You may be like the violin. You may have grown up in a family that wasn’t able to recognize your true value. They may have acted as if you were in the way or just something to be tolerated. Or they may have made you feel that you couldn’t do anything right or were always messing up. Later in life, you may have dealt with others who also acted as you weren’t worth much, who acted as if you were trash.

It’s important to remember that the violin never actually lost its value. It was just as valuable when it was left in a corner of the attic as it would have been in a symphony hall. It was still valuable when it was passed over by the rest of the customers in the yard sale. The creator had left his mark on it, and that made all the difference.

Every child is valuable. Each child is as valuable as any other child. We all know this to be true. There is no defect, deformity, characteristic, or behavior that can make a child less valuable. We also know this to be true. A child’s actual value is not diminished when her family doesn’t recognize or act as if she is valuable. You know this to be true.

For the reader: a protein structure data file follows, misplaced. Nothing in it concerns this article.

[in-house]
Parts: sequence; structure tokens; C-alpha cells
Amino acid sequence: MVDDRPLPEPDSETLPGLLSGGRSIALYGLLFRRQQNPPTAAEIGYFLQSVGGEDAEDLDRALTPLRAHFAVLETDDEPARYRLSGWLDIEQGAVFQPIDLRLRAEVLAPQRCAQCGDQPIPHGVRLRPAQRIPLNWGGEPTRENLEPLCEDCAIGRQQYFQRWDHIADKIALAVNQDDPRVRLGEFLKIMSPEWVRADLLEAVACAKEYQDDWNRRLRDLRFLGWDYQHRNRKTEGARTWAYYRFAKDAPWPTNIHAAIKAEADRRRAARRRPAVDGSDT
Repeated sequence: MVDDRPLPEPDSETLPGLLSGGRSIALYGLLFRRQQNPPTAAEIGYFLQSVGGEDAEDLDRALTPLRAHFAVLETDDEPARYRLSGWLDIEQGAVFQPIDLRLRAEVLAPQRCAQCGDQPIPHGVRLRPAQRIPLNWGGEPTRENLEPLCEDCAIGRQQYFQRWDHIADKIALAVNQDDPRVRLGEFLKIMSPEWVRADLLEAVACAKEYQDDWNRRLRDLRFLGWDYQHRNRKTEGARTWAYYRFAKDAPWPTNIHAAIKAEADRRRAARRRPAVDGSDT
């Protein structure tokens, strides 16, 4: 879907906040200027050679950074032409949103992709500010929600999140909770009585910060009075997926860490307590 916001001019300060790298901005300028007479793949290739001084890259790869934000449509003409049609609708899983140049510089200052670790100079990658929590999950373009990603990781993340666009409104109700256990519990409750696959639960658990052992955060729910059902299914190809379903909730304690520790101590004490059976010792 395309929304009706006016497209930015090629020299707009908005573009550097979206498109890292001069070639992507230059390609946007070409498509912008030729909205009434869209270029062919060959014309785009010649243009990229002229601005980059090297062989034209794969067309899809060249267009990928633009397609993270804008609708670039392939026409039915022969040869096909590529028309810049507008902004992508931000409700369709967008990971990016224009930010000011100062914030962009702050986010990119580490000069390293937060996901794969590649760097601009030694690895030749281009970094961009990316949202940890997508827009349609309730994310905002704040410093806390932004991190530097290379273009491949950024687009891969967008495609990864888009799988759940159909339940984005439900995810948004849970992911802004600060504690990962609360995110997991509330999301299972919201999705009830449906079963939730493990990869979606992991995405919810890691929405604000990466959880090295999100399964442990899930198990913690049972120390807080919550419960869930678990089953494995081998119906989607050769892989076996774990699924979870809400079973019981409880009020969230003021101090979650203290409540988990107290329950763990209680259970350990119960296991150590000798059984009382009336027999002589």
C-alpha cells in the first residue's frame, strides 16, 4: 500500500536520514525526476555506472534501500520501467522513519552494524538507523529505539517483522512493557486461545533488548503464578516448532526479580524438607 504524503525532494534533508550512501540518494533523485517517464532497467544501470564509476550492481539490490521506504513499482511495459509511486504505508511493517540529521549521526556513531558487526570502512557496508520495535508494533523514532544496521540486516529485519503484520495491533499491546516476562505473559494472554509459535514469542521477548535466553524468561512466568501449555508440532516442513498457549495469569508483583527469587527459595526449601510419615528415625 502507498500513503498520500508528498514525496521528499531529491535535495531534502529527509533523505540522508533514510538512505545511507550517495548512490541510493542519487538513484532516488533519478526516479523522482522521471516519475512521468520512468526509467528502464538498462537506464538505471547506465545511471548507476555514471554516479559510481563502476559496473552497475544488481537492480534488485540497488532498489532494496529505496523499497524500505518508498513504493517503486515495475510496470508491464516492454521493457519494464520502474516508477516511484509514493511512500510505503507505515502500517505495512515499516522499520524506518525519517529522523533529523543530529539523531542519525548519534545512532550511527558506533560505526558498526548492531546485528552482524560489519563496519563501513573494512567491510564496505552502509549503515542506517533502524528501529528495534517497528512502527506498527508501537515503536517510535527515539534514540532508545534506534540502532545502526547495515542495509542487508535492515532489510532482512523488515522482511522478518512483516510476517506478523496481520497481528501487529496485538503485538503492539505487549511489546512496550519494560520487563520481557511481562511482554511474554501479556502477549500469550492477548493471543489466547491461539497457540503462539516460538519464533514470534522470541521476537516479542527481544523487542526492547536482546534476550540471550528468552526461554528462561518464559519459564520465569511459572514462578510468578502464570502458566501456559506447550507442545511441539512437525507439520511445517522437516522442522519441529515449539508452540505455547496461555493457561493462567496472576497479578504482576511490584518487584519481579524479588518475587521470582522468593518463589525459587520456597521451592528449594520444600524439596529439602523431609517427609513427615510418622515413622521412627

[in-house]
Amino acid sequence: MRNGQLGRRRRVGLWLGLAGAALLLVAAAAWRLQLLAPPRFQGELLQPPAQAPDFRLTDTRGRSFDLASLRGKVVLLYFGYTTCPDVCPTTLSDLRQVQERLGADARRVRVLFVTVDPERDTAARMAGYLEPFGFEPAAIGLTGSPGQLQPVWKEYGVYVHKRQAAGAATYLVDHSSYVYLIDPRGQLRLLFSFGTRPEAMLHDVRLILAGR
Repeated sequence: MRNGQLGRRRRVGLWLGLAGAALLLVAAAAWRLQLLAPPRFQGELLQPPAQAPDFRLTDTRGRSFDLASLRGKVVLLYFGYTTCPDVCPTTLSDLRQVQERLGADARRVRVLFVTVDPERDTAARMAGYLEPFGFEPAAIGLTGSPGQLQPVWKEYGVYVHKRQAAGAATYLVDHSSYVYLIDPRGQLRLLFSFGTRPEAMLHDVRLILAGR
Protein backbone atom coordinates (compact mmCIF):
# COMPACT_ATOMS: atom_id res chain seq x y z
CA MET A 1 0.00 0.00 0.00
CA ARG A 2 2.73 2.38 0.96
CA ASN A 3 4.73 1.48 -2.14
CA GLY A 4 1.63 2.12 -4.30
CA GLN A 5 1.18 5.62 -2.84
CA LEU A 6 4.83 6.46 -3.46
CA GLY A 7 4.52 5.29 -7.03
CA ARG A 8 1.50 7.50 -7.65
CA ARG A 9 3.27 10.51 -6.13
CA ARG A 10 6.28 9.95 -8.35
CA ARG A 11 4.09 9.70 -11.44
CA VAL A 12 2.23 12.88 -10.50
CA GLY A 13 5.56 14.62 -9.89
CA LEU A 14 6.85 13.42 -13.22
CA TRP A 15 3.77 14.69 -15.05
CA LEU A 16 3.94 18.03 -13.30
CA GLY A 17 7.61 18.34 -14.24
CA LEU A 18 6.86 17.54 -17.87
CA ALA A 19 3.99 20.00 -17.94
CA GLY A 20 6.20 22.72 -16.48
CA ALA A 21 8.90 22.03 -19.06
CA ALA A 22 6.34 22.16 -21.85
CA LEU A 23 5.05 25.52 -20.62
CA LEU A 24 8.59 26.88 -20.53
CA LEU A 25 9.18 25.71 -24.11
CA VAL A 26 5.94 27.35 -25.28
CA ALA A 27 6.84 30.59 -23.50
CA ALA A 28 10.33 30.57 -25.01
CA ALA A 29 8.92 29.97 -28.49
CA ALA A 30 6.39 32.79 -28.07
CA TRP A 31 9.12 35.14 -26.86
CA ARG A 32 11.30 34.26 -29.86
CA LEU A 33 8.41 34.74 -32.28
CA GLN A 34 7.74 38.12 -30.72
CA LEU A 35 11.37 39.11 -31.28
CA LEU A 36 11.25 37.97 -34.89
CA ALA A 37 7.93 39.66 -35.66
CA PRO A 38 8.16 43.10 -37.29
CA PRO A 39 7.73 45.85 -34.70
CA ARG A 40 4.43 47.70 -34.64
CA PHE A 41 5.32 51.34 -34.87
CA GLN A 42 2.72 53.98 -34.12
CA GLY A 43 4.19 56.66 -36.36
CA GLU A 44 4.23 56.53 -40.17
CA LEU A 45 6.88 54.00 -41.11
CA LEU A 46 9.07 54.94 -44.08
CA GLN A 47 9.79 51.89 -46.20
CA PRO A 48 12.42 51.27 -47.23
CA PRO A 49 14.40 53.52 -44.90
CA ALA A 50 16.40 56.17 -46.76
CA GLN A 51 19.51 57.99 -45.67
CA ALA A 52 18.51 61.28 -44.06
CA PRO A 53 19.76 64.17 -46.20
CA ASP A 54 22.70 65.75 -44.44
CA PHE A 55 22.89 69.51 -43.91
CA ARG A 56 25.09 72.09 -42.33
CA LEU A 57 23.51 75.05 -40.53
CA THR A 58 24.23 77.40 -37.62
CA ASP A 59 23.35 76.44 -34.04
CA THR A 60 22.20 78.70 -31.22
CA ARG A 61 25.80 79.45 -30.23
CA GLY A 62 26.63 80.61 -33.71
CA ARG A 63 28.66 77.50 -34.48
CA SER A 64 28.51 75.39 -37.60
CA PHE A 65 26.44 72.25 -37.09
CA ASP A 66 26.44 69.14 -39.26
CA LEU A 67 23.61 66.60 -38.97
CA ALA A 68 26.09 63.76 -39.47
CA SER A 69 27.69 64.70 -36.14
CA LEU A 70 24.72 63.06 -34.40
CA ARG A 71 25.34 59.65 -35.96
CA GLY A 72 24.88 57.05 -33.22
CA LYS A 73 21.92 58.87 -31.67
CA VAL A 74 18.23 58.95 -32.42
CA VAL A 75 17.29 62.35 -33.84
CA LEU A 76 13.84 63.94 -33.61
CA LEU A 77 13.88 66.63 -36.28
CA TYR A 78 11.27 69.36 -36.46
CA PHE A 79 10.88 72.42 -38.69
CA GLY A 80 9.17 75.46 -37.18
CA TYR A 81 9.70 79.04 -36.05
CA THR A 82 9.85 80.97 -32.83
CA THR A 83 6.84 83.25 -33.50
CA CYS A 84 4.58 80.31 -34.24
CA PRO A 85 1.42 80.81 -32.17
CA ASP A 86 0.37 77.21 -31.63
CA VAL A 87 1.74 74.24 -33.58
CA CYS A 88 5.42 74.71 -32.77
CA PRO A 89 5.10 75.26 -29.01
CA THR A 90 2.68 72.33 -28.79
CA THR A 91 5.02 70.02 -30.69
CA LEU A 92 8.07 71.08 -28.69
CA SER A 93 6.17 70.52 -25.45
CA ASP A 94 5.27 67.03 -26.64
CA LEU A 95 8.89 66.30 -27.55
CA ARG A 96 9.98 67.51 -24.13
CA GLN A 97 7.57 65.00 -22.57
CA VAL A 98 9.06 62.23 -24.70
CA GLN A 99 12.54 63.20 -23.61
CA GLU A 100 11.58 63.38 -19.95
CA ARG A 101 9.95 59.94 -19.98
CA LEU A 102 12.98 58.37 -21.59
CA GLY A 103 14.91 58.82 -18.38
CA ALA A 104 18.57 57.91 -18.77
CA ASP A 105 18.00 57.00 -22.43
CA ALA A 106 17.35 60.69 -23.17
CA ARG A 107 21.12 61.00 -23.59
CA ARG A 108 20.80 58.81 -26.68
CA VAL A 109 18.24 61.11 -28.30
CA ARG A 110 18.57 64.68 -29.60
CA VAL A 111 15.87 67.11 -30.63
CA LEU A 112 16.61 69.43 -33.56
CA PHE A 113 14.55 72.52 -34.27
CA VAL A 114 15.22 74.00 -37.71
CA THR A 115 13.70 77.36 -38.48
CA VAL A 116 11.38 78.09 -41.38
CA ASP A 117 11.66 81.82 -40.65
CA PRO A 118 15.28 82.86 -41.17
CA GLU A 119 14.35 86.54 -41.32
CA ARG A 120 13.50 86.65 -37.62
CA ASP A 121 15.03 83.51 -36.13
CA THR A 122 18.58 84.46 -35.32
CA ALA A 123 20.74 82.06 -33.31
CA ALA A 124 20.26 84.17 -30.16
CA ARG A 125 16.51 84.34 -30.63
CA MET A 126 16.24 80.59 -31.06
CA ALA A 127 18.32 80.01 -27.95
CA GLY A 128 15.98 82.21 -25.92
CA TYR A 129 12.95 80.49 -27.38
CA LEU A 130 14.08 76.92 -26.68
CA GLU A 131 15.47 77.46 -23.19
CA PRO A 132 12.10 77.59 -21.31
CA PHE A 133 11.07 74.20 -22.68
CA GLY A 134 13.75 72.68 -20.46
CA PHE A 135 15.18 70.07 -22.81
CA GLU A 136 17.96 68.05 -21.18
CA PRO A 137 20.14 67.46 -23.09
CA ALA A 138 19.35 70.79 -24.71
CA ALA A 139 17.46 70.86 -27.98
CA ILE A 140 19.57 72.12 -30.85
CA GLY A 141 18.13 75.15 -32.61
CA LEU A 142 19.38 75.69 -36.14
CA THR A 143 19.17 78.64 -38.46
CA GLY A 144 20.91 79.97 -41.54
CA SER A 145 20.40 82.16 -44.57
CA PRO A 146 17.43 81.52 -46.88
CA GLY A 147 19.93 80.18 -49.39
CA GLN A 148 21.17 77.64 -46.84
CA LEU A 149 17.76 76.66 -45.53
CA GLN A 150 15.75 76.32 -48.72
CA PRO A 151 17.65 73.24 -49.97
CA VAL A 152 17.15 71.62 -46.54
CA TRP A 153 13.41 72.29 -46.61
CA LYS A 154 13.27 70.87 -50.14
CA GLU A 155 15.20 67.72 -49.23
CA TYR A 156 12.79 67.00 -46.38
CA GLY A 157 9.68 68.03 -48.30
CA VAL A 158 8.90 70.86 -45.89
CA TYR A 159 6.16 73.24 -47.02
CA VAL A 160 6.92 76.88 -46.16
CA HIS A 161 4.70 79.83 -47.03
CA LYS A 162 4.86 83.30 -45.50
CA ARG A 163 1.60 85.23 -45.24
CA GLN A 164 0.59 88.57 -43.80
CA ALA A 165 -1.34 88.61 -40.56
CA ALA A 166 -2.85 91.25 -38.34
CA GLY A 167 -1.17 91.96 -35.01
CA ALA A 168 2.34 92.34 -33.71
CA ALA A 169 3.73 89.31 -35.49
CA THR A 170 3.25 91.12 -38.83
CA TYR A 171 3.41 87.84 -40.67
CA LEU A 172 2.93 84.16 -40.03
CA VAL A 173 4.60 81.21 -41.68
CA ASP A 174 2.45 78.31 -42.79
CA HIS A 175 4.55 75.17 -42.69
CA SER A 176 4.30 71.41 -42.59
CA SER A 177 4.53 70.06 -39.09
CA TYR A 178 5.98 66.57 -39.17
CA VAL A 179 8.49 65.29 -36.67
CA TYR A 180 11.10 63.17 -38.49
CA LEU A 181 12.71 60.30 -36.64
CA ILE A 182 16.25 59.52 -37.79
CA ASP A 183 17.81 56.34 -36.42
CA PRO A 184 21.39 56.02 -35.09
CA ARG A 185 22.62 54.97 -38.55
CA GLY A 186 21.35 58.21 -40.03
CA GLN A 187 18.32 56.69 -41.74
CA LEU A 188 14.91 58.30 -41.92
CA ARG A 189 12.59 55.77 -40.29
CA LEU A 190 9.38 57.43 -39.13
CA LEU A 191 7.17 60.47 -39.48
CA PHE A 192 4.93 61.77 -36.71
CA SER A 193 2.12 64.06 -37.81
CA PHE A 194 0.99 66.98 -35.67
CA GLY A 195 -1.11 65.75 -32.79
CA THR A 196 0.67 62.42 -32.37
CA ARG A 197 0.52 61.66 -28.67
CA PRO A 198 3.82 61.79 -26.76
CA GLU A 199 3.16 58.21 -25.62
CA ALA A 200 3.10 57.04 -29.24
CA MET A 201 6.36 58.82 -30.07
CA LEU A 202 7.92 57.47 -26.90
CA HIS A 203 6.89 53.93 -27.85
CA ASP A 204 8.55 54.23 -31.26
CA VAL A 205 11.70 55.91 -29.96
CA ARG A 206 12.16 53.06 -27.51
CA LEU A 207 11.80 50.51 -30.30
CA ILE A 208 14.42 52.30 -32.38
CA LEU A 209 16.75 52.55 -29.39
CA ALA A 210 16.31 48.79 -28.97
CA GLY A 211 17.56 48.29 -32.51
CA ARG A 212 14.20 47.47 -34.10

The child is hurt, of course. The child learns to believe that she is not valuable. Such lessons are learned deeply. Such beliefs are hard to change. Just because a belief is deeply learned doesn’t mean that it is true.

Question:  Share your thoughts about the meaning or moral of this story. Do you agree that all children are valuable and deserve to be treated as such? Can you apply that truth to yourself? Can you begin to do that now? What do you think?

This story was inspired by the poem, “The Touch of the Master’s Hand” by Myra “Brooks” Welch (1921).

I’m a psychologist, who helps people who have sustained self-esteem wounds from past negative experiences, overcome those wounds and experience a more positive self-worth, so they can live more joyful and satisfying lives.

Please note: I reserve the right to delete comments that are offensive or off-topic.